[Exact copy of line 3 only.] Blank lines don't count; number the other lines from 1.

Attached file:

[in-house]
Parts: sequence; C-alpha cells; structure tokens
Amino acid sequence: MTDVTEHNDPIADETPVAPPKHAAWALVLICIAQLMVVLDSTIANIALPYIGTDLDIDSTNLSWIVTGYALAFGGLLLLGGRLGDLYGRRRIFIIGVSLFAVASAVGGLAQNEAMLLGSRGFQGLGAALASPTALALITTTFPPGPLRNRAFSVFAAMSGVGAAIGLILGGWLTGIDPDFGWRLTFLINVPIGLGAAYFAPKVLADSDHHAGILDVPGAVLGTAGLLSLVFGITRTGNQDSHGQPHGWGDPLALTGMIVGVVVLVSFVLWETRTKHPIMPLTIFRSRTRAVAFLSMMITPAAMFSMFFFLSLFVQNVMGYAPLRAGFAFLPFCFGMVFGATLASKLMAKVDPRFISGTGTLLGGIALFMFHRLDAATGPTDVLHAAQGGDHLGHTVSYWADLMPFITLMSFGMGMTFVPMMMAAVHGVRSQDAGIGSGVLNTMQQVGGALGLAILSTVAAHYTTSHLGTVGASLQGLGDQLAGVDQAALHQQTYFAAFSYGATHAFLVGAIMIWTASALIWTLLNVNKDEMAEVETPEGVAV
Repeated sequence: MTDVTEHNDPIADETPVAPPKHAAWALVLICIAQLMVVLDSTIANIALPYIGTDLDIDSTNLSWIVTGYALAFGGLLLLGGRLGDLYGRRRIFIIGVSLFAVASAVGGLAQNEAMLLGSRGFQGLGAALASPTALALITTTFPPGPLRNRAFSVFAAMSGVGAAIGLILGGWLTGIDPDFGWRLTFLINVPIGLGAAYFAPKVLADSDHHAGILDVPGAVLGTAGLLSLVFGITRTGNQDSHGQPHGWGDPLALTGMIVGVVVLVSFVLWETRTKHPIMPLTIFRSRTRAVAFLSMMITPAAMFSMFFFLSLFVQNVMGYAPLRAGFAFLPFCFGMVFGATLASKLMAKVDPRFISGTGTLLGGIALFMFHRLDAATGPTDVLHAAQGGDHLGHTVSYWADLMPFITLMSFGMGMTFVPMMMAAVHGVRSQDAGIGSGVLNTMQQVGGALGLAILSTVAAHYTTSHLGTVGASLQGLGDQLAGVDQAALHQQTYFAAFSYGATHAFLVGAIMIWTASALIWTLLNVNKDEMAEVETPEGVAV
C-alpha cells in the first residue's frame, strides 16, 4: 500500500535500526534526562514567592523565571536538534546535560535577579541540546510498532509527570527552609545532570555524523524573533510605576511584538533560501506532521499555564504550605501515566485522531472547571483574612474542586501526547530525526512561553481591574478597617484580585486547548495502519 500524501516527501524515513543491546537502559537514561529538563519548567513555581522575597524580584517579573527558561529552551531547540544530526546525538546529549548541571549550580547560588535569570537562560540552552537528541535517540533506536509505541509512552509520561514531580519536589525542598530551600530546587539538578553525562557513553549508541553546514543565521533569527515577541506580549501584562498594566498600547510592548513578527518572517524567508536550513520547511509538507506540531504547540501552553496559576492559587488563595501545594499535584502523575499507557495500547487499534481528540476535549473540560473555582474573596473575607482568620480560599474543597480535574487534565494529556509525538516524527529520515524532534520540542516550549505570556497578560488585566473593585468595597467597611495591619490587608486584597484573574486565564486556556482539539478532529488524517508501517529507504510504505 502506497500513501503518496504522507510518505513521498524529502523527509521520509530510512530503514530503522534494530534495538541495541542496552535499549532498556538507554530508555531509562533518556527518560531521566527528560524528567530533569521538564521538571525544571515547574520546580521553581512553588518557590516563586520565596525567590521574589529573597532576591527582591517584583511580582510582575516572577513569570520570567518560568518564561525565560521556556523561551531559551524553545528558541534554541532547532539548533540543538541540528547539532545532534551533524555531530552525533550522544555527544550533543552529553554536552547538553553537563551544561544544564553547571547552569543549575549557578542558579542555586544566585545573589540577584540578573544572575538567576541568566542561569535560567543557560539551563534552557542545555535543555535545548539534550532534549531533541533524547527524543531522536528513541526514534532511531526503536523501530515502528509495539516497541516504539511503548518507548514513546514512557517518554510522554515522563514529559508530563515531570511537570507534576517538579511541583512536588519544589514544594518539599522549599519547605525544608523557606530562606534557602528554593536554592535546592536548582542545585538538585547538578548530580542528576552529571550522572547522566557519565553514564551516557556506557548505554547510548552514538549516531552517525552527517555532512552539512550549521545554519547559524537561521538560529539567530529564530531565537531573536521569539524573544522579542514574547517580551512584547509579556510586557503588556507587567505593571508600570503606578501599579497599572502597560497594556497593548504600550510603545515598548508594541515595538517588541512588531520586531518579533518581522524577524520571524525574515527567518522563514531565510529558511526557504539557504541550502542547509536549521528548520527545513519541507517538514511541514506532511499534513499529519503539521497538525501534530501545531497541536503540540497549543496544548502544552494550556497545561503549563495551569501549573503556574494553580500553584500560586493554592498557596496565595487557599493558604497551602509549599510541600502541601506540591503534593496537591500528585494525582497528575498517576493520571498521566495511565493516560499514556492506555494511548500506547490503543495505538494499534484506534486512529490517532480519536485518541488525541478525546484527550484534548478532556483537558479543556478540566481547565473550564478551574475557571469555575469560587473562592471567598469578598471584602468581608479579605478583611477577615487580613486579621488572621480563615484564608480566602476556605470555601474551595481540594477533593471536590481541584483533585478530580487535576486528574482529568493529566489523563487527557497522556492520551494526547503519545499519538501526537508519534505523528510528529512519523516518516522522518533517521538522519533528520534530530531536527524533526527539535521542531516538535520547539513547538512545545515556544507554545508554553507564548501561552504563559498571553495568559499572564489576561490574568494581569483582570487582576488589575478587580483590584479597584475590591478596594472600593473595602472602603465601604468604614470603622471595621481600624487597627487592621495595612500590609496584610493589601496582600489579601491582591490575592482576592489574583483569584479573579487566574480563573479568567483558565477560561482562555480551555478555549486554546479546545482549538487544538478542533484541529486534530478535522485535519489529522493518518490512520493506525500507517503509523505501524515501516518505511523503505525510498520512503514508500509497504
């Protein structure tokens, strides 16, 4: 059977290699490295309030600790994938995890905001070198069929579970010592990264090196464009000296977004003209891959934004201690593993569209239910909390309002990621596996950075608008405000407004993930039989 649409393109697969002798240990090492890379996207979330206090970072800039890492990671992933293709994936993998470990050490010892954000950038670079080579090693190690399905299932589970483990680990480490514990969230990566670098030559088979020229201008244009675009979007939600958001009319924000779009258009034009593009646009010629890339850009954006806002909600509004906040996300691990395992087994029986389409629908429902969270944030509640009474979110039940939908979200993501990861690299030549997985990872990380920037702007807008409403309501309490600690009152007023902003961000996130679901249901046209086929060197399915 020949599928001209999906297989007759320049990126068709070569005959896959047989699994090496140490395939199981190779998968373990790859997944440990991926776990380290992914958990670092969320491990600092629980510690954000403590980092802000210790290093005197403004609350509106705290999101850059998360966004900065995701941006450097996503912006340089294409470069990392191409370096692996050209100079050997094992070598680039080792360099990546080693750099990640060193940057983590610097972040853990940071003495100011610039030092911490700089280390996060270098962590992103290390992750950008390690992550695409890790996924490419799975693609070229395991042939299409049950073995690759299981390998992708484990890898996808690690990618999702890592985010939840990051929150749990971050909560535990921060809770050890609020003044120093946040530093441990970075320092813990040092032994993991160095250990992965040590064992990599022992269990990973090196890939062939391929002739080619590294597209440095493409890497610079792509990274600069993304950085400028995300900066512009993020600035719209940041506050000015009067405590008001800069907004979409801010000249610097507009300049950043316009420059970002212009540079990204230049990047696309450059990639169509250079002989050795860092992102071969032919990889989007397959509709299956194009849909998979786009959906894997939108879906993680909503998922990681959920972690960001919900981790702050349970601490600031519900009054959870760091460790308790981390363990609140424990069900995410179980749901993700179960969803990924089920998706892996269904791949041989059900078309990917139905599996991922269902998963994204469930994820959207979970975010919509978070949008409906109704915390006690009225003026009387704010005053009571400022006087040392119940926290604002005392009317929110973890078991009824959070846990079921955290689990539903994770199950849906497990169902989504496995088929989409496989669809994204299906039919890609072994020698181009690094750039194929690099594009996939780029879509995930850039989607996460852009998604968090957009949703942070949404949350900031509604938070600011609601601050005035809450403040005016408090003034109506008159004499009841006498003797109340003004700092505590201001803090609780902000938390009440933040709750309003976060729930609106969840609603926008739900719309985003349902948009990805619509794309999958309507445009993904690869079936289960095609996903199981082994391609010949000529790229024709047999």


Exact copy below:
Amino acid sequence: MTDVTEHNDPIADETPVAPPKHAAWALVLICIAQLMVVLDSTIANIALPYIGTDLDIDSTNLSWIVTGYALAFGGLLLLGGRLGDLYGRRRIFIIGVSLFAVASAVGGLAQNEAMLLGSRGFQGLGAALASPTALALITTTFPPGPLRNRAFSVFAAMSGVGAAIGLILGGWLTGIDPDFGWRLTFLINVPIGLGAAYFAPKVLADSDHHAGILDVPGAVLGTAGLLSLVFGITRTGNQDSHGQPHGWGDPLALTGMIVGVVVLVSFVLWETRTKHPIMPLTIFRSRTRAVAFLSMMITPAAMFSMFFFLSLFVQNVMGYAPLRAGFAFLPFCFGMVFGATLASKLMAKVDPRFISGTGTLLGGIALFMFHRLDAATGPTDVLHAAQGGDHLGHTVSYWADLMPFITLMSFGMGMTFVPMMMAAVHGVRSQDAGIGSGVLNTMQQVGGALGLAILSTVAAHYTTSHLGTVGASLQGLGDQLAGVDQAALHQQTYFAAFSYGATHAFLVGAIMIWTASALIWTLLNVNKDEMAEVETPEGVAV